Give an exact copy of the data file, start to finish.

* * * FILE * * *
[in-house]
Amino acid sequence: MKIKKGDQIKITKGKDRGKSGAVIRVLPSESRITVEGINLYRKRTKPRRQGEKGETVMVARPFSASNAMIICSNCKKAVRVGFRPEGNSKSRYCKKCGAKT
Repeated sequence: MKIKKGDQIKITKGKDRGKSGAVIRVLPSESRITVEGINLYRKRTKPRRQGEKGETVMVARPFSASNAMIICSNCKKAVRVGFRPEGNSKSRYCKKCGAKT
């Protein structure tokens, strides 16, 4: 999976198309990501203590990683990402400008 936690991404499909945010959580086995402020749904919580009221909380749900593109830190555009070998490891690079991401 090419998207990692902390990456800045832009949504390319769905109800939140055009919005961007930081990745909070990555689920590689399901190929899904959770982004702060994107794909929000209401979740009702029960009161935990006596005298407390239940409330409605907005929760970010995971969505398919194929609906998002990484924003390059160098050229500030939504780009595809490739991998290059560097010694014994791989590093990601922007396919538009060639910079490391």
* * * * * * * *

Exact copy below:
[in-house]
Amino acid sequence: MKIKKGDQIKITKGKDRGKSGAVIRVLPSESRITVEGINLYRKRTKPRRQGEKGETVMVARPFSASNAMIICSNCKKAVRVGFRPEGNSKSRYCKKCGAKT
Repeated sequence: MKIKKGDQIKITKGKDRGKSGAVIRVLPSESRITVEGINLYRKRTKPRRQGEKGETVMVARPFSASNAMIICSNCKKAVRVGFRPEGNSKSRYCKKCGAKT
């Protein structure tokens, strides 16, 4: 999976198309990501203590990683990402400008 936690991404499909945010959580086995402020749904919580009221909380749900593109830190555009070998490891690079991401 090419998207990692902390990456800045832009949504390319769905109800939140055009919005961007930081990745909070990555689920590689399901190929899904959770982004702060994107794909929000209401979740009702029960009161935990006596005298407390239940409330409605907005929760970010995971969505398919194929609906998002990484924003390059160098050229500030939504780009595809490739991998290059560097010694014994791989590093990601922007396919538009060639910079490391």